Jump to content
This Site Uses Cookies. If You Want to Disable Cookies, Please See Your Browser Documentation. ×

Museum of Television&Radio in LA and NY

Recommended Posts

This starts this week in LA and NY:

The Museum of Television & Radio Presents

A Celebration of George Balanchine:

Selected Television Work

December 5, 2003, to March 7, 2004

Screening Times in Los Angeles:

Wednesdays to Sundays at 12:30 p.m.

Screening Times in New York:

Tuesdays to Sundays at 12:30 p.m.

Evening Screenings: Thursdays at 6:00 p.m.

December 5 to 28, 2003

Holiday Treat

Let's Take a Trip In this children's show hosted by Sonny Fox, Balanchine gives a tour of the School of American Ballet, choreographs Yankee Doodle for three New York City Ballet dancers, and introduces Tanaquil LeClercq and Jacques d'Amboise, who perform a pas de deux from The Nutcracker. (1956; 30 minutes)

Playhouse 90: The Nutcracker This historic telecast features Diana Adams, Allegra Kent, Arthur Mitchell, Edward Villella, and Balanchine as Herr Drosselmeyer. (1958; 90 minutes)

New York: December 30, 2003, to January 4, 2004

Los Angeles: December 31, 2003, to January 4, 2004

NBC Opera: The Magic Flute Staged by Balanchine, this production (in English) features Leontyne Price, William Lewis, John Reardon, and Laurel Hurley. (1956; 120 minutes)

New York: January 6 to 18, 2004

Los Angeles: January 7 to 18, 2004

From the Canadian Broadcasting Corporation Includes an excerpt from Orpheus (Magallanes, Moncion) and the ballets Liebeslieder Walzer, Pt. 1 (Adams, Jillana, McBride, Verdy, Carter, Ludlow, Magallanes, Watts), Concerto Barocco (Farrell, Morris, Ludlow), Divertimento Brillante (McBride, Villella), and Who Cares? (McBride, von Aroldingen, Morris, Bonnefoux). (1960­71; 105 minutes)

New York: January 20 to February 1, 2004

Los Angeles: January 21 to February 1, 2004

The Bell Telephone Hour and More Includes Stars and Stripes (Hayden, d'Amboise), Scotch Symphony (Tallchief, Eglevsky), Square Dance (Wilde, Magallanes), Allegro Brillante (Tallchief, Magallanes), Tchaikovsky Pas de Deux (Verdy, Villella), and Harlequinade (McBride, Villella). Also included are the Diana and Actaeon Pas de Deux, from The Ed Sullivan Show (McBride, Villella); and, from a live 1963 telecast from the New York State Theater, Movements for Piano and Orchestra (Farrell, d'Amboise) and excerpts from Symphony in C (Kent, Ludlow). The package ends with the 1966 program U.S.A. Dance—New York City Ballet, with excerpts from Agon (Farrell, Mitchell), Tarantella (McBride, Villella), Meditation (Farrell, d'Amboise), and the Tchaikovsky Pas de Deux (Hayden, d'Amboise) and a discussion with Balanchine. (1959­68; 120 minutes)

New York: February 3 to 8, 2004

Los Angeles: February 4 to 8, 2004

Live from Lincoln Center: New York City Ballet: Coppйlia This production, choreographed by Balanchine and Alexandra Danilova, stars Patricia McBride, Helgi Tomasson, and Shaun O'Brien. (1978; 150 minutes)

New York: February 10 to 15, 2004

Los Angeles: February 11 to 15, 2004

Great Moments from Great Performances Includes Serenade (Kistler, Nichols, Calegari, et al.), Western Symphony (Roy, Soto, Saland, LaFosse, Alexopoulos, Boal, et al.), and Theme and Variations (Kirkland, Baryshnikov). (1978­90; 85 minutes)

New York: February 17 to 22, 2004

Los Angeles: February 18 to 22, 2004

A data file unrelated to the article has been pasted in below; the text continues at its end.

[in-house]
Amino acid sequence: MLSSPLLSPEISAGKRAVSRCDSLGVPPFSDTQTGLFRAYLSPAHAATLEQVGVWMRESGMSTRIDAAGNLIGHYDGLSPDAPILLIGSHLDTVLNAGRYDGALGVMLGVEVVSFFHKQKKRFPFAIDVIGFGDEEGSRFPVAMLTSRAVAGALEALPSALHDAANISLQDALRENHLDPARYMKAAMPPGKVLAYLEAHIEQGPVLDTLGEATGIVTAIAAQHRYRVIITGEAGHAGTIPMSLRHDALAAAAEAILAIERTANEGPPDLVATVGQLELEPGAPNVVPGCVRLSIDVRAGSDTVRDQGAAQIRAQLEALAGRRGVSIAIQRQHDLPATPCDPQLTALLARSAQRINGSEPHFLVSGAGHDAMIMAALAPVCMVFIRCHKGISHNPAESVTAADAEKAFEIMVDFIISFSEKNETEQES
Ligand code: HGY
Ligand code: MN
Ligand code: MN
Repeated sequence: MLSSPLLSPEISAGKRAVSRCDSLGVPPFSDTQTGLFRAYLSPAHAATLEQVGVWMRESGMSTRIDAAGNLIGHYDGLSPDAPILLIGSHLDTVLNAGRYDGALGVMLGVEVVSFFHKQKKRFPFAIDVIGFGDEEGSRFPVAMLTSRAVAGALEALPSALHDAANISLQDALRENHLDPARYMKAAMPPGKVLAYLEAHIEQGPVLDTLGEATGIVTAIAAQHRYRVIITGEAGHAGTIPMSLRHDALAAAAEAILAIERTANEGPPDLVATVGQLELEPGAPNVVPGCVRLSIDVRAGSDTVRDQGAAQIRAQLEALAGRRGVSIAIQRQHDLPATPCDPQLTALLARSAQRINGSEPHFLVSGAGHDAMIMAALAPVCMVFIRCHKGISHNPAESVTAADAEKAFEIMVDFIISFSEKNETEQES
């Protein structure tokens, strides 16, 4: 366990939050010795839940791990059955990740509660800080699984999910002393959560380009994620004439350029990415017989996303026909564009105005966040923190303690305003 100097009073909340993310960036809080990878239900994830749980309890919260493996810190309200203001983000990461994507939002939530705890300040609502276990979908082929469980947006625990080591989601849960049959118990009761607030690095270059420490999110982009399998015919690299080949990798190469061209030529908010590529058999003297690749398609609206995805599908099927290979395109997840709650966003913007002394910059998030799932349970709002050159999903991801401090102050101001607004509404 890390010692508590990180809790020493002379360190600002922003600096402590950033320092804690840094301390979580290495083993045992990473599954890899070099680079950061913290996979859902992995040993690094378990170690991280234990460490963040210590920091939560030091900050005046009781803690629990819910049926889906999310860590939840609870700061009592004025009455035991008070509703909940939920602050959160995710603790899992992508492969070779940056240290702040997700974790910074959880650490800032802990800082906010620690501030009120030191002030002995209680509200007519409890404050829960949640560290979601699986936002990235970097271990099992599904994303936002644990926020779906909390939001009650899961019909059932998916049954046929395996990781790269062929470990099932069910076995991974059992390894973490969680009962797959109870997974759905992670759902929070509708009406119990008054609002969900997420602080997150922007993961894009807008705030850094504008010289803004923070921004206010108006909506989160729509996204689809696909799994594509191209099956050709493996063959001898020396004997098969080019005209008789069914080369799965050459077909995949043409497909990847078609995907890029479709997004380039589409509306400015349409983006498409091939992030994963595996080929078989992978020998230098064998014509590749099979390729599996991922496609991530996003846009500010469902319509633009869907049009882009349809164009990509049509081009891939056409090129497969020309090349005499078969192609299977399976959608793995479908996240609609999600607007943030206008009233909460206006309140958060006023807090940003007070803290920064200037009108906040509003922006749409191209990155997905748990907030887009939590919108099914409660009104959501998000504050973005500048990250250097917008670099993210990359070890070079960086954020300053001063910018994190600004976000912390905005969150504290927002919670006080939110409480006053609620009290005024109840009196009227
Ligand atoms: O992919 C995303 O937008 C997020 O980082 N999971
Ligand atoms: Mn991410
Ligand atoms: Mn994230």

Dance in America: Choreography by Balanchine,

Pts. 1 & 2 Features Tzigane (Farrell, Martins), The Four Temperaments (Cook, Ashley, Duell, Lüders, Neary, et al.), excerpts from Jewels (Ashley, McBride, Weiss, Farrell, Martins, et al.), and Stravinsky Violin Concerto (Mazzo, von Aroldingen, Cook, Martins). (1977; 130 minutes)

New York: February 24 to 29, 2004

Los Angeles: February 25 to 29, 2004

Dance in America: Choreography by Balanchine,

Pts. 3 & 4 Includes Chaconne (Farrell, Martins), Prodigal Son (Baryshnikov, von Aroldingen), Ballo della Regina (Ashley, Weiss), The Steadfast Tin Soldier (McBride, Baryshnikov), and Tchaikovsky Trio (von Aroldingen, Lavery, McBride, Baryshnikov, Farrell, Martins). (1978­79; 130 minutes)

New York: March 2 to 7, 2004

Los Angeles: March 3 to 7, 2004

Collaborations with Stravinsky From programs telecast in 1982 and 1983, Orpheus (Martins, Lüders, von Aroldingen), Agon (Watts, Tomlinson, et al.), and Variations for Orchestra (Farrell); and a 1969 CBC telecast of Apollo (Martins, Farrell, Morris, von Aroldingen). (1969­83; 120 minutes)

About this Series

George Balanchine, whose neoclassical, technically dazzling ballets transformed the art of dance in the twentieth century, was born in St. Petersburg, Russia, on January 22, 1904. Following his studies at the Imperial School of Ballet in St. Petersburg and an early career as a choreographer in Europe, he came to the United States in 1933 at the invitation of Lincoln Kirstein—with whom he founded the School of American Ballet in 1934 and, subsequently, the New York City Ballet in 1948. Balanchine served as the ballet master and principal choreographer of the New York City Ballet for thirty-five years, until his death in 1983.

Balanchine was amazingly prolific and created more than four hundred dance works. Though he was originally skeptical of having his ballets performed on television, excerpts of his signature pieces were popular with television audiences in the late 1950s and 1960s on such cultural variety programs as The Bell Telephone Hour and The Ed Sullivan Show. Balanchine himself was fairly pleased with a select group of Canadian Broadcasting Corporation programs (produced and aired at irregular intervals between 1956 and 1979) that featured the New York City Ballet. In the late 1970s the television director Merrill Brockway helped Balanchine to see that the spirit of dance could, indeed, be luminously captured on the small screen, and the choreographer reconceived some of his greatest works for television's Dance in America series on PBS.

In honor of the centenary of Balanchine's birth, the Museum presents a three-month screening series of his television work.

Admission to A Celebration of George Balanchine: Selected Television Work is included with the Museum’s suggested contribution: Members free; $10.00 for adults; $8.00 for senior citizens and students; and $5.00 for children under fourteen. Admission is free in Los Angeles. Tickets to the January 20 seminar A Conversation about George Balanchine are $15 ($12 for individual Museum Members); $7 for students with valid ID, and can be purchased in the Museum lobby during regular hours, or by calling (212) 621-6600 from 12:00 to 5:00 p.m. Mondays to Fridays.